Read our full review.



Does Roland Emmerich hate earth? Asking for not just a friend, but for the residents of an entire planet that the filmmaker just can't stop blowing up, devastating via CGI chaos and threatening with its end in his movies. Or, does he really love it, and has committed to the cinematic version of negging — tearing this pale blue dot down again and again so that his always paper-thin characters can swoop in to save the day, and also somehow seduce thankful viewers? Either way, Hollywood's go-to disaster-porn helmer is running out of moves, after a career spent blighting the globe in Independence Day, the terrible 1998 American Godzilla, The Day After Tomorrow, 2012 and Independence Day: Resurgence. He does what he long has with Moonfall, of course, but with a space twist and while also noticeably ripping off elements of Alien and Prometheus.

Moonfall begins in 2011, on a Space Shuttle mission, when it seems as if astronauts Brian Harper (Patrick Wilson, The Conjuring: The Devil Made Me Do It) and Jo Fowler (Halle Berry, Bruised) might first find themselves in a Gravity knockoff. Something dark, fast and strange swarms them while Harper is out in the inky nothingness working on a satellite, leading to a tragedy, but no one believes his version of events — including Fowler. Ten years later, he's considered a has-been, she's still at NASA and, when conspiracy theorist KC Houseman (John Bradley, Game of Thrones) learns that the moon has been knocked off its orbit, they're the only ones who can save the day. Harper is also one of the only people willing to listen to Houseman's wild claim that the moon is actually an artificial megastructure, which is linked to its sudden descent upon earth.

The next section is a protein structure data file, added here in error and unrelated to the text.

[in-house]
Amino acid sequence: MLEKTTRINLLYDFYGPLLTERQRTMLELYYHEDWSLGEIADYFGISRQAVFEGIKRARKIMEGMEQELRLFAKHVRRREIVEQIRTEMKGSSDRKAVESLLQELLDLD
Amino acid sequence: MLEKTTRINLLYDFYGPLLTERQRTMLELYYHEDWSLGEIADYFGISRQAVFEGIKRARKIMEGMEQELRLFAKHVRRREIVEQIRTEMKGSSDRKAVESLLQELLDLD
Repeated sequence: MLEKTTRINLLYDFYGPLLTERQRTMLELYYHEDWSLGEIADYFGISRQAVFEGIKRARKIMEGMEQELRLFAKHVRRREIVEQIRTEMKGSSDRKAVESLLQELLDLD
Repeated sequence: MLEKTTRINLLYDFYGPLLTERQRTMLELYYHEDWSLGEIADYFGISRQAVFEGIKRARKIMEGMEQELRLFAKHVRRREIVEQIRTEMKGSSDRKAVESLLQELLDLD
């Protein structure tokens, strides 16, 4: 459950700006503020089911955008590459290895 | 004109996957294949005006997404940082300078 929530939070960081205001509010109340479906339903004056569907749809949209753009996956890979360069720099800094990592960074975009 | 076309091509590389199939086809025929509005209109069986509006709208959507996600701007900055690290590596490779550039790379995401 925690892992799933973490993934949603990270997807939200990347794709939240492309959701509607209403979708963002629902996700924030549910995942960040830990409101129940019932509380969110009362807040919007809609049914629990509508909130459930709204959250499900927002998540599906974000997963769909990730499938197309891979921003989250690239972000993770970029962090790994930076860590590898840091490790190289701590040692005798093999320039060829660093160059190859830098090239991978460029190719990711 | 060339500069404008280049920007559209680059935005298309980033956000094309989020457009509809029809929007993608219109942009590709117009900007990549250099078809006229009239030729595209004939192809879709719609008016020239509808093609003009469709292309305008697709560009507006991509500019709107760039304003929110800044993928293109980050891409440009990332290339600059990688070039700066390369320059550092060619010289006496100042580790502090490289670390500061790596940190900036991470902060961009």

There's a word for folks who share Houseman's beliefs: 'megastructuralist', a term that viewers will never forget given how many times that Emmerich, Harald Kloser (also the film's composer) and Spenser Cohen (Extinction) work it into their screenplay. It's all that Bradley seems to say, and Moonfall clings to it like its filmmaker is desperately trying to one-up the hollow earth theory seen in Godzilla vs Kong, a better take on creature features than his past attempt. In general, Moonfall's script plays like a grab-bag of better elements from other space, disaster and sci-fi flicks all thrown together and spun like a gyroscope, but its nods in Ridley Scott and the Alien franchise's direction couldn't be more blatant. Indeed, thanks to its obvious pilfering, Moonfall often appears to have a better movie lurking inside — an interesting-enough space film erroneously packaged with all of Emmerich's standard world-ending mayhem — but only if you can somehow forget that one of the best pictures ever made got there first.